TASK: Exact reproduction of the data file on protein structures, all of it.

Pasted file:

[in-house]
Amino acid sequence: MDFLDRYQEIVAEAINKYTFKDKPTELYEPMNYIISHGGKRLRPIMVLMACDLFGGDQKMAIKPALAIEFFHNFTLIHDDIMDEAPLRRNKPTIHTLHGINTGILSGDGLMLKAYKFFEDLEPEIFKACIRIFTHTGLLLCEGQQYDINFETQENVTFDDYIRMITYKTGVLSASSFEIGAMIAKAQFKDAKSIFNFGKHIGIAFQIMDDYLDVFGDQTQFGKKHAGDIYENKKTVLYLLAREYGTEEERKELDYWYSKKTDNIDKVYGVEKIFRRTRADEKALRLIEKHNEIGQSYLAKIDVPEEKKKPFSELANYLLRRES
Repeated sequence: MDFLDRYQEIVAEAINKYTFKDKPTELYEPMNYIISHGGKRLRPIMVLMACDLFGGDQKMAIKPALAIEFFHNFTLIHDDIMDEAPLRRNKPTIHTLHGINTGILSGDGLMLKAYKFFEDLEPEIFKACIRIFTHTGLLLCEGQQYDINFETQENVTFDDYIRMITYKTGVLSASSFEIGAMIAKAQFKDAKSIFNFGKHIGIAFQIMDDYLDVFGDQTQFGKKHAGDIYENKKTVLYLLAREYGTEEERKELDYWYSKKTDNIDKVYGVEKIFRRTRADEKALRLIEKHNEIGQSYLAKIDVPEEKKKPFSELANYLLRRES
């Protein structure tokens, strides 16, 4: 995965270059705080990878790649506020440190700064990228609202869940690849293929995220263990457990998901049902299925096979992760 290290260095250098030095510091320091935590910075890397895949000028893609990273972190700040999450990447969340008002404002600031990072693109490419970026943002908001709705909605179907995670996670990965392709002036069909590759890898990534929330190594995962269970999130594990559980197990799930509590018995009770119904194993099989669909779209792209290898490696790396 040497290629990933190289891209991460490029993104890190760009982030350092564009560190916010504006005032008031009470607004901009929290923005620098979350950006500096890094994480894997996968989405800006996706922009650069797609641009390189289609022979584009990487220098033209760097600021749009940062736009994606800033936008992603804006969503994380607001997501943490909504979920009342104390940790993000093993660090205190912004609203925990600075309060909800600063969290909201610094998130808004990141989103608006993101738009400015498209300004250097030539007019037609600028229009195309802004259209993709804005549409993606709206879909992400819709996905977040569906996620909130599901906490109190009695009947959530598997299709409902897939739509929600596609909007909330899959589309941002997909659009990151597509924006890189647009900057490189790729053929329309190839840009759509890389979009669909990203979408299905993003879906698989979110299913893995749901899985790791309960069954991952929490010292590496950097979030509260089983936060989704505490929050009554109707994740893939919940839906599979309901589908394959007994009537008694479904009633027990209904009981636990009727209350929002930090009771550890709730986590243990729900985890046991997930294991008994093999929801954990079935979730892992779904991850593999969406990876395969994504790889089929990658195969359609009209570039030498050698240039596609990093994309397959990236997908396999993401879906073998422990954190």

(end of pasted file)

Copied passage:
[in-house]
Amino acid sequence: MDFLDRYQEIVAEAINKYTFKDKPTELYEPMNYIISHGGKRLRPIMVLMACDLFGGDQKMAIKPALAIEFFHNFTLIHDDIMDEAPLRRNKPTIHTLHGINTGILSGDGLMLKAYKFFEDLEPEIFKACIRIFTHTGLLLCEGQQYDINFETQENVTFDDYIRMITYKTGVLSASSFEIGAMIAKAQFKDAKSIFNFGKHIGIAFQIMDDYLDVFGDQTQFGKKHAGDIYENKKTVLYLLAREYGTEEERKELDYWYSKKTDNIDKVYGVEKIFRRTRADEKALRLIEKHNEIGQSYLAKIDVPEEKKKPFSELANYLLRRES
Repeated sequence: MDFLDRYQEIVAEAINKYTFKDKPTELYEPMNYIISHGGKRLRPIMVLMACDLFGGDQKMAIKPALAIEFFHNFTLIHDDIMDEAPLRRNKPTIHTLHGINTGILSGDGLMLKAYKFFEDLEPEIFKACIRIFTHTGLLLCEGQQYDINFETQENVTFDDYIRMITYKTGVLSASSFEIGAMIAKAQFKDAKSIFNFGKHIGIAFQIMDDYLDVFGDQTQFGKKHAGDIYENKKTVLYLLAREYGTEEERKELDYWYSKKTDNIDKVYGVEKIFRRTRADEKALRLIEKHNEIGQSYLAKIDVPEEKKKPFSELANYLLRRES
């Protein structure tokens, strides 16, 4: 995965270059705080990878790649506020440190700064990228609202869940690849293929995220263990457990998901049902299925096979992760 290290260095250098030095510091320091935590910075890397895949000028893609990273972190700040999450990447969340008002404002600031990072693109490419970026943002908001709705909605179907995670996670990965392709002036069909590759890898990534929330190594995962269970999130594990559980197990799930509590018995009770119904194993099989669909779209792209290898490696790396 040497290629990933190289891209991460490029993104890190760009982030350092564009560190916010504006005032008031009470607004901009929290923005620098979350950006500096890094994480894997996968989405800006996706922009650069797609641009390189289609022979584009990487220098033209760097600021749009940062736009994606800033936008992603804006969503994380607001997501943490909504979920009342104390940790993000093993660090205190912004609203925990600075309060909800600063969290909201610094998130808004990141989103608006993101738009400015498209300004250097030539007019037609600028229009195309802004259209993709804005549409993606709206879909992400819709996905977040569906996620909130599901906490109190009695009947959530598997299709409902897939739509929600596609909007909330899959589309941002997909659009990151597509924006890189647009900057490189790729053929329309190839840009759509890389979009669909990203979408299905993003879906698989979110299913893995749901899985790791309960069954991952929490010292590496950097979030509260089983936060989704505490929050009554109707994740893939919940839906599979309901589908394959007994009537008694479904009633027990209904009981636990009727209350929002930090009771550890709730986590243990729900985890046991997930294991008994093999929801954990079935979730892992779904991850593999969406990876395969994504790889089929990658195969359609009209570039030498050698240039596609990093994309397959990236997908396999993401879906073998422990954190």